For the nasal checks ng, n, m, the breath is emitted through the nose, and at the same time somewhat detained. The hard aspirated checks Teh, th, ph (=k'h, t'h,.p'h, as in uphold with the initial vowel omitted - p'hold), of frequent occurrence in oriental languages, result from gathering the breath and letting it explode audibly as soon as the consonantal contact is withdrawn; and the soft aspirates gh, dh, oh are made by allowing the soft breathing to be heard after removing the consonantal contact. - Max Muller has framed the following scheme of the physiological alphabet:











' as in hand

' as in and

Root of tongue and soft palate....

'h " loch

"h " Tage (G).




n (ng)

Root of tongue and hard palate....

'y " ich(G).

'y " yea

ch (chh)



Tip of tongue and teeth....

s " rice

z " to rise





Tongue reversed and palate...

s " sharp

z " pleasure





Tongue and edge of teeth....

th " breath

dh " breathe

Lower lip and upper teeth....

f " life

v " live

Upper and lower lips.....


w " Quell (G).




Upper and lower lips rounded....

'w " which

V " with

Max Muller's analysis of several sounds, and hence the grouping of the physiological alphabet, has not been universally accepted. Thus Prof. "W. D. "Whitney contends that his view of the essential difference between vowels and consonants will not bear examination; that his definition of wh as a simple whispered counterpart of w is clearly false; that trilling or vibration is not characteristic of an Z, nor necessarily of an r; that the description of the German ch is both wavering and unintelligible; and that especially his account of the spiritus asper and the spiritus lenis, and his explanation of the difference between such sounds as 2, v, b on the one hand, and s,f, p on the other, is to be rejected. The physical scheme of the English spoken alphabet adopted by Prof. Whitney is the following:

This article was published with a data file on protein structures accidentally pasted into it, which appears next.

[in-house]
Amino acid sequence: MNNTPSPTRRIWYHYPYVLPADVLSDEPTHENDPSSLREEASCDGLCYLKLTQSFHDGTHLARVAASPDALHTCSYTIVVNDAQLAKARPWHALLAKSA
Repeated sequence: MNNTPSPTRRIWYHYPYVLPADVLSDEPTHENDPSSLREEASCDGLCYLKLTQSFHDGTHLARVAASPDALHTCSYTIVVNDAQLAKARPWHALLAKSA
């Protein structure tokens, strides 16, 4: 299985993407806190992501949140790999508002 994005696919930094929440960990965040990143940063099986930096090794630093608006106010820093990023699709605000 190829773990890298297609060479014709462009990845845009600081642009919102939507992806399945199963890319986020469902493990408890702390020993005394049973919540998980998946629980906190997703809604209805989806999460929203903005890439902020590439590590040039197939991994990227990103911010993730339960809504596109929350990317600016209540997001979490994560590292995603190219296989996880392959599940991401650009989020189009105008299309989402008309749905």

Sonant. -

a (far)


ae (pan) ǎ (not)

AE (there) a (all)

e (met) 9 (but) ŏ (none)

ē (they) E (err) 0 (note)

i ai, a i (mine, boy) au, u (mouth, full)

i (pique) n, I (reckon, tackle) ū (food)

y (ye) r, I (care, bald) w (woe)


ng (singing) n (ant) m (bosom)



h (hue)



zh (pleasure) z (zone)

. Sibilants.


sh (nation) s (goose)


dh (breathe) . v (vane)

. Spirants.


th (path) f (fane)


g (gold) d (dear) b (bare)

. Mutes.


k (cold) t (tear) p (pair)


j (judge)

. Compound.


ch (choose)


Palatal series. Lingual series. Labial series.